What Makes a Good Runner?

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Whether you were forced to do it at school, picked it up as a means of keeping fit or have progressed to competitive level, running is an activity that the majority of people will do at some point in their lives.

The convenience of being able to grab a pair of trainers and go is part of the reason why running is so popular. It is also one of the reasons why we see more injuries relating to a lack of specific conditioning for running.

Due to the repetitive actions involved in running, any shortcomings in technique, strength or flexibility can become more harmful than they possibly would in ‘multi-directional’ sports where the muscle groups being loaded are constantly changing.

In general, most recreational runners will not do any training other than running. Without professional advice, it is difficult to identify what you should be doing to maintain or improve your running.

So, what makes a good runner?

The following areas are vitally important in good running form, but also some of the most common deficiencies that they see at the Drummond  Clinic

Running Specific Strength

A strength program designed with the stresses of running considered can be very useful in strengthening specific muscle groups and conditioning your body for running.

The cushioning on landing and propulsion of the running technique should ideally come from the ‘extensor chain’ (back, bottom and backs of legs) muscles. Adequate strength in the gluteals (buttocks), quads (thighs) and calf muscles will allow you to control the impact forces on landing and increase the forward propulsion.

One of the strength areas commonly overlooked, or not even considered, is the lateral (side-to-side) stability needed around the pelvis, hip and abdominal region. When landing on one leg, the weight of your upper body and opposite leg has to be controlled by the muscles around your hips and pelvis. Weakness or inactivity of these muscles will allow the pelvis to drop to one side. Not only can this overload your lower back, knees and ankles but in regard to running efficiency, if you are trying to travel forwards, why waste extra energy swinging your hips from side-to-side?

In order to increase muscle strength in the legs we commonly see people being prescribed, or self prescribing, squats and dead-lift exercises. These will help to increase general strength through the extensor chain, but how specific are they to the single-leg loading position associated with running?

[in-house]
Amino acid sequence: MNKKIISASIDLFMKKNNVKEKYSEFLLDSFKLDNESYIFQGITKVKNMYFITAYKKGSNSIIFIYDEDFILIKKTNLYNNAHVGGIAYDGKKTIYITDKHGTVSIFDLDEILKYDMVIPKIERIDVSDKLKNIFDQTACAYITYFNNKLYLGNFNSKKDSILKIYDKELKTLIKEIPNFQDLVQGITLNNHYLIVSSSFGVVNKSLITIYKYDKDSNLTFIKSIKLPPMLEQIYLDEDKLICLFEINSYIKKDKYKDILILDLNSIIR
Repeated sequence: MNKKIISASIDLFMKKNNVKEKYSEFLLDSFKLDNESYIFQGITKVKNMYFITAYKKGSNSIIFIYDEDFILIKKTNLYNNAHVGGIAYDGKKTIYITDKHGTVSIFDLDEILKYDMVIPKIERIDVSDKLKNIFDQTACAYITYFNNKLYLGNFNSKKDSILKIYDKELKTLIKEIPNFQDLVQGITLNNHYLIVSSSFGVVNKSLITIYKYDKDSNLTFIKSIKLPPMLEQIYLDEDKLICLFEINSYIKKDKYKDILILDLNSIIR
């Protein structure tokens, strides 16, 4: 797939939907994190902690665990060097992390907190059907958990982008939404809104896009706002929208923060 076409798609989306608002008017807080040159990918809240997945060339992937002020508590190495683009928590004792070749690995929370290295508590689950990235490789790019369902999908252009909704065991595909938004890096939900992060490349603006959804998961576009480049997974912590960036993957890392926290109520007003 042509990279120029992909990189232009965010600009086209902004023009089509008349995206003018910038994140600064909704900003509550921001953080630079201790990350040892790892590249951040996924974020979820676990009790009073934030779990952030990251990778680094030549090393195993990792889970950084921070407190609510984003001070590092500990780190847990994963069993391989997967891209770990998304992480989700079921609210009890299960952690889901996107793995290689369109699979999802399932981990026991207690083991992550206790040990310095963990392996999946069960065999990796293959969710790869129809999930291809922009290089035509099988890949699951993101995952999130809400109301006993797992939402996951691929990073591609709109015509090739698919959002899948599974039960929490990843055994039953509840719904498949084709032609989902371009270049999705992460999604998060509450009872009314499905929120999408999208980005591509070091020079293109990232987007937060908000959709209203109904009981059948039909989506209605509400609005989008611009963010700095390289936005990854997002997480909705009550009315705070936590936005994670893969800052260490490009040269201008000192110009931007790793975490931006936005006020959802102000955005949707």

To increase the ‘specificity’ of your strength training, these exercises should be complimented by some single-leg exercises and lateral movement exercises to train all of the muscle groups needed.

Flexibility

The importance of good flexibility is an area commonly neglected, however it works hand in hand with adequate strength.

The relative tension present within a tight muscle can increase the likelihood of straining muscles or tendons during your exercise.

Poor flexibility can also limit your range of motion to the point where compensations may occur. Compensatory movements will lead to overloading the body in areas that may not be able to cope. This can in turn create ‘overuse’ issues such as stress fractures, tendon injuries, shin splints or cartilage problems etc.

It is important to maintain good flexibility in the muscles primarily used in running. Keeping your buttocks, thigh, hamstrings and calf muscles supple will help to combat the risk of movement compensations and injury.

Free Advice

There are a lot of magazines that offer advice on running technique and form, but it is important that you are aware of your level and ability when selecting what advice to follow. If you are new to running, or returning after a period of inactivity, it is very important to start slow (use a combination of walk and run) and work your way up slowly. Just because you were able to run 3 miles last summer without too much pain, does not mean you should head out and run three miles this weekend having spent the whole winter on the sofa.

Drummond clinic, offer advice and guidance and the also provide personal programmes. If you would like further information, they would love to hear from you.


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